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Object Interfaces

Object interfaces allow you to create code which specifies which methods a class must implement, without having to define how these methods are implemented. Interfaces share a namespace with classes and traits, so they may not use the same name.

Interfaces are defined in the same way as a class, but with the interface keyword replacing the class keyword and without any of the methods having their contents defined.

All methods declared in an interface must be public; this is the nature of an interface.

In practice, interfaces serve two complementary purposes:

  • To allow developers to create objects of different classes that may be used interchangeably because they implement the same interface or interfaces. A common example is multiple database access services, multiple payment gateways, or different caching strategies. Different implementations may be swapped out without requiring any changes to the code that uses them.
  • To allow a function or method to accept and operate on a parameter that conforms to an interface, while not caring what else the object may do or how it is implemented. These interfaces are often named like Iterable, Cacheable, Renderable, or so on to describe the significance of the behavior.

Interfaces may define magic methods to require implementing classes to implement those methods.

Note:

Although they are supported, including constructors in interfaces is strongly discouraged. Doing so significantly reduces the flexibility of the object implementing the interface. Additionally, constructors are not enforced by inheritance rules, which can cause inconsistent and unexpected behavior.

implements

To implement an interface, the implements operator is used. All methods in the interface must be implemented within a class; failure to do so will result in a fatal error. Classes may implement more than one interface if desired by separating each interface with a comma.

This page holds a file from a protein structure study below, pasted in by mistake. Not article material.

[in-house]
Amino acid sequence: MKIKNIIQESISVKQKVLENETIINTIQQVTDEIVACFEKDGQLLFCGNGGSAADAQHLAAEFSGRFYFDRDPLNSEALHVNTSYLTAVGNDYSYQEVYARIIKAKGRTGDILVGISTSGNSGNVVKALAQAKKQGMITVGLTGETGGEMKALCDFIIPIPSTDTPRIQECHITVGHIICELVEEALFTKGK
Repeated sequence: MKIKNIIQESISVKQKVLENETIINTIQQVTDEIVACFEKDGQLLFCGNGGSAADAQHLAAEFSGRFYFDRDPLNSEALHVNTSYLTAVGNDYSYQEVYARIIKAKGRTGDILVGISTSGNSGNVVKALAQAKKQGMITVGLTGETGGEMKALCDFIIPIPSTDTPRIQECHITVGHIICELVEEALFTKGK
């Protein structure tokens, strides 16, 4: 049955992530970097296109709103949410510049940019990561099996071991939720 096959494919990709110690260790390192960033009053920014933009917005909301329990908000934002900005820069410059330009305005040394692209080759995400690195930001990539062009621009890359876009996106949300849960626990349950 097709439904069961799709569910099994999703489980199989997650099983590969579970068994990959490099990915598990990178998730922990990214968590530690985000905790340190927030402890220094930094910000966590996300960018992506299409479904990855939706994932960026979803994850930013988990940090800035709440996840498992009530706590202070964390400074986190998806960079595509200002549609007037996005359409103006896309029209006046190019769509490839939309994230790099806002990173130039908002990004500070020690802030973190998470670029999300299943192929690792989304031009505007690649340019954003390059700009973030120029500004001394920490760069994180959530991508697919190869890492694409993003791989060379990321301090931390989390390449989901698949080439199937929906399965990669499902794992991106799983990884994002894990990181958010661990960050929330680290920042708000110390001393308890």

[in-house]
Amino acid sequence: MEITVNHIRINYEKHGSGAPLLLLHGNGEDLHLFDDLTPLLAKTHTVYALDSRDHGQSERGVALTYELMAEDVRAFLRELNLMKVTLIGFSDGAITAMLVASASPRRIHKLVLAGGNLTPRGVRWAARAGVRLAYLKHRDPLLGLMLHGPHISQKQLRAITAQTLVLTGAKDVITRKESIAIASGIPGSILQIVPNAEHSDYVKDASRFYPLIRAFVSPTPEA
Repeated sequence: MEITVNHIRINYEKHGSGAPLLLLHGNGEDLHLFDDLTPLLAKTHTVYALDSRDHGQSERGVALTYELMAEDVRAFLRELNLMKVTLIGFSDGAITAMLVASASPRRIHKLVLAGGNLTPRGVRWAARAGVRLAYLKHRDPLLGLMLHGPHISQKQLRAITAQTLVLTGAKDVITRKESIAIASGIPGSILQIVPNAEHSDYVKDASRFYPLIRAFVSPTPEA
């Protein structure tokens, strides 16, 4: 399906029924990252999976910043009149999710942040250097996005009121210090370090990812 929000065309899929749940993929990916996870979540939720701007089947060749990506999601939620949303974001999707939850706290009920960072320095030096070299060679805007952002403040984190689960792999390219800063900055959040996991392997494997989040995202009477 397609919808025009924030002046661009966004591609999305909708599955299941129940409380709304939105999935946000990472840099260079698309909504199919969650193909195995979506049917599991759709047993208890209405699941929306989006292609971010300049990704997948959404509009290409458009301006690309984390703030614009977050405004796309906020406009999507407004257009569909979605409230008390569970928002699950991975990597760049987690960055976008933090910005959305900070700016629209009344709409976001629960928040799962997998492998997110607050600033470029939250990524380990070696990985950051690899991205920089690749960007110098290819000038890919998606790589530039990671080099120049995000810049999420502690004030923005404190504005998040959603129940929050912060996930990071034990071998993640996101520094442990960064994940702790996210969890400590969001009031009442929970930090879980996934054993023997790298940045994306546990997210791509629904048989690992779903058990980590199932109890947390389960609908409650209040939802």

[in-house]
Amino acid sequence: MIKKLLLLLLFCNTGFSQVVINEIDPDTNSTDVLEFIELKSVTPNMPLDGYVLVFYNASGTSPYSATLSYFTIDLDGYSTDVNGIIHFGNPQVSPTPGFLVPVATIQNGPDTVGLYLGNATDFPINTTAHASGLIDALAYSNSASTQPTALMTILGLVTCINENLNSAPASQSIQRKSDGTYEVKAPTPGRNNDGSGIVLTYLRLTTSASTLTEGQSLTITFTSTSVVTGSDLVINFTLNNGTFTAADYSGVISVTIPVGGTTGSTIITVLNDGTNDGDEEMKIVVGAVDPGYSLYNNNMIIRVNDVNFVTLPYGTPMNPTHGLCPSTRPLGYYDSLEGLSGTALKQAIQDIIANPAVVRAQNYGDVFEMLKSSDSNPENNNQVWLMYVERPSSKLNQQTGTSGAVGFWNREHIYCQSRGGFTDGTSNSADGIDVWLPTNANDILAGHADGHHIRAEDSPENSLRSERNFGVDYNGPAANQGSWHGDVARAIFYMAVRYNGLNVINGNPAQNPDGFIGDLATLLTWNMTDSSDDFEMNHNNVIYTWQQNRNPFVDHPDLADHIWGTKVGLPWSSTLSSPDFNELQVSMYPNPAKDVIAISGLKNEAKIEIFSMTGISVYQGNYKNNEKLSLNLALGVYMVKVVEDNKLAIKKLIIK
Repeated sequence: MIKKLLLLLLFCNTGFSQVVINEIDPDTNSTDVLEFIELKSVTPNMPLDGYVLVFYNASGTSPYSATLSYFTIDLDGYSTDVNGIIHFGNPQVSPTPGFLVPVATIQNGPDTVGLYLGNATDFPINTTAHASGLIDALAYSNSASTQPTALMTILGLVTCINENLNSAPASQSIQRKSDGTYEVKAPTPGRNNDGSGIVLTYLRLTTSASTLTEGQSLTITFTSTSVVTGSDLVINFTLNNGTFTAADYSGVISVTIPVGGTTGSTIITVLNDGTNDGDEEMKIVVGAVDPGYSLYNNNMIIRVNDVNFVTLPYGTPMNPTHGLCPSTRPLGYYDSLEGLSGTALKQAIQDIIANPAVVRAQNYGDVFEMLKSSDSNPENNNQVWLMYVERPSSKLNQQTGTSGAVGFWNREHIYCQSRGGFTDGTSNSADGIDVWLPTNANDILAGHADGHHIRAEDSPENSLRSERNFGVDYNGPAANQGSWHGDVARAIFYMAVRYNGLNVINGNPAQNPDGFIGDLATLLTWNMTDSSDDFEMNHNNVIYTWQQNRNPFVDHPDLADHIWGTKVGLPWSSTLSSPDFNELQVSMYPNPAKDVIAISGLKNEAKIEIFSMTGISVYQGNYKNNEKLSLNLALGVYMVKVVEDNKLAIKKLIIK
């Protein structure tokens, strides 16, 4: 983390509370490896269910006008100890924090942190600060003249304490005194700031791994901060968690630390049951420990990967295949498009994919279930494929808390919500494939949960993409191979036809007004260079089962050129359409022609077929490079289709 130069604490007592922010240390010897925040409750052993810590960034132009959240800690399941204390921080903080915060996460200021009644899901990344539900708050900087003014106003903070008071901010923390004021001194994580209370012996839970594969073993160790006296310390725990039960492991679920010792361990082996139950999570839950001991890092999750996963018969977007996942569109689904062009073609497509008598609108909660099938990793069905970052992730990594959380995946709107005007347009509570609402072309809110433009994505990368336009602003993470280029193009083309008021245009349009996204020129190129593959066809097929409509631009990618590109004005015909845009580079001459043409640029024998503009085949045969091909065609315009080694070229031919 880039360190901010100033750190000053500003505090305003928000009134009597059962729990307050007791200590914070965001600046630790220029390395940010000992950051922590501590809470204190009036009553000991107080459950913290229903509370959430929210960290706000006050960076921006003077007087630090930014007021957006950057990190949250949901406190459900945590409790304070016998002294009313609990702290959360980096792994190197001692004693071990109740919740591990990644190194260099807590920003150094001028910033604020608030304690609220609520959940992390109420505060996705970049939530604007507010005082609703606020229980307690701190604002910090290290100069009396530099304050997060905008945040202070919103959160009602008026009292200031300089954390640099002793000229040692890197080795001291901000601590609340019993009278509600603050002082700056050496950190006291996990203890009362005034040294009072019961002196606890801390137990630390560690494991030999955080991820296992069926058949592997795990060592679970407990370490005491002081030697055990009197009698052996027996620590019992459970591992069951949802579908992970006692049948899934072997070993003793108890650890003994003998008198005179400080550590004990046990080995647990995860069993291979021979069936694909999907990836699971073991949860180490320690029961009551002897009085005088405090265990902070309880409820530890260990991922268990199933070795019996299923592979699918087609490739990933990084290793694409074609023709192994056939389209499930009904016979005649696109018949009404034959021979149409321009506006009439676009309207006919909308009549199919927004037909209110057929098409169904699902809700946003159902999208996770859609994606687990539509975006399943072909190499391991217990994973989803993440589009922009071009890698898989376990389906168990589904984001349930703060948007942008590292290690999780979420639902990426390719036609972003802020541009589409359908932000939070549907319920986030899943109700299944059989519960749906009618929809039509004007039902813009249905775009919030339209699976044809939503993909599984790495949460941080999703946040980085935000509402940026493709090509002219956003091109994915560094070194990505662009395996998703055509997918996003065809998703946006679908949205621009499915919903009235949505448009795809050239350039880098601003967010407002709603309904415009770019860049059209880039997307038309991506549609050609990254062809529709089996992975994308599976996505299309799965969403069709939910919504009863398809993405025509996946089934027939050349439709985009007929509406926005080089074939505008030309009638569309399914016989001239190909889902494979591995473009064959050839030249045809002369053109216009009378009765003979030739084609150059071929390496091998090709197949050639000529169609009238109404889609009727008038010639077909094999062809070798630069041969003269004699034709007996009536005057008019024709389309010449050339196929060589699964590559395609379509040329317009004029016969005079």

Warning

A class can implement two interfaces which define a method with the same name, only if the method declaration in both interfaces is identical.

Warning

A class that implements an interface may use a different name for its parameters than the interface. However, as of PHP 8.0 the language supports named arguments, which means callers may rely on the parameter name in the interface. For that reason, it is strongly recommended that developers use the same parameter names as the interface being implemented.

Note:

Interfaces can be extended like classes using the extends operator.

Note:

The class implementing the interface must declare all methods in the interface with a compatible signature.

Constants

It's possible for interfaces to have constants. Interface constants work exactly like class constants except they cannot be overridden by a class/interface that inherits them.

Examples

Example #1 Interface example

<?php

// Declare the interface 'Template'
interface Template
{
    public function 
setVariable($name$var);
    public function 
getHtml($template);
}

// Implement the interface
// This will work
class WorkingTemplate implements Template
{
    private 
$vars = [];
  
    public function 
setVariable($name$var)
    {
        
$this->vars[$name] = $var;
    }
  
    public function 
getHtml($template)
    {
        foreach(
$this->vars as $name => $value) {
            
$template str_replace('{' $name '}'$value$template);
        }
 
        return 
$template;
    }
}

// This will not work
// Fatal error: Class BadTemplate contains 1 abstract methods
// and must therefore be declared abstract (Template::getHtml)
class BadTemplate implements Template
{
    private 
$vars = [];
  
    public function 
setVariable($name$var)
    {
        
$this->vars[$name] = $var;
    }
}
?>

Example #2 Extendable Interfaces

<?php
interface A
{
    public function 
foo();
}

interface 
extends A
{
    public function 
baz(Baz $baz);
}

// This will work
class implements B
{
    public function